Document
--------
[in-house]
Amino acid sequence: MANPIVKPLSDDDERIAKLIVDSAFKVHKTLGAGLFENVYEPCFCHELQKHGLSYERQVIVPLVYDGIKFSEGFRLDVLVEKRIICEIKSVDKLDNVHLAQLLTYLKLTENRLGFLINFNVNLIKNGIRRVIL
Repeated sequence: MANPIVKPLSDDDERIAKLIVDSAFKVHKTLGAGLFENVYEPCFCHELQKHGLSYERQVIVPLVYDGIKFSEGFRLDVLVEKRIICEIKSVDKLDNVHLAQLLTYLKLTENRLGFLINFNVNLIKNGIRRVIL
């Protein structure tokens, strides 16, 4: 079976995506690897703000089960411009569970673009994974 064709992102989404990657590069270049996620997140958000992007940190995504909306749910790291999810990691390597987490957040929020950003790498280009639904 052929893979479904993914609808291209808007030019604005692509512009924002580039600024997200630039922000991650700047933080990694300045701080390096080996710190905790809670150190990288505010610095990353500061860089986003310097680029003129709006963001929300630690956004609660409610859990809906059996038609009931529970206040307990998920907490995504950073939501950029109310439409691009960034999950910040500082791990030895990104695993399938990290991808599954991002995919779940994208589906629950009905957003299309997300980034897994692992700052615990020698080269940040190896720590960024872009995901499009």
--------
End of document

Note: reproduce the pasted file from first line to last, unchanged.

[in-house]
Amino acid sequence: MANPIVKPLSDDDERIAKLIVDSAFKVHKTLGAGLFENVYEPCFCHELQKHGLSYERQVIVPLVYDGIKFSEGFRLDVLVEKRIICEIKSVDKLDNVHLAQLLTYLKLTENRLGFLINFNVNLIKNGIRRVIL
Repeated sequence: MANPIVKPLSDDDERIAKLIVDSAFKVHKTLGAGLFENVYEPCFCHELQKHGLSYERQVIVPLVYDGIKFSEGFRLDVLVEKRIICEIKSVDKLDNVHLAQLLTYLKLTENRLGFLINFNVNLIKNGIRRVIL
């Protein structure tokens, strides 16, 4: 079976995506690897703000089960411009569970673009994974 064709992102989404990657590069270049996620997140958000992007940190995504909306749910790291999810990691390597987490957040929020950003790498280009639904 052929893979479904993914609808291209808007030019604005692509512009924002580039600024997200630039922000991650700047933080990694300045701080390096080996710190905790809670150190990288505010610095990353500061860089986003310097680029003129709006963001929300630690956004609660409610859990809906059996038609009931529970206040307990998920907490995504950073939501950029109310439409691009960034999950910040500082791990030895990104695993399938990290991808599954991002995919779940994208589906629950009905957003299309997300980034897994692992700052615990020698080269940040190896720590960024872009995901499009």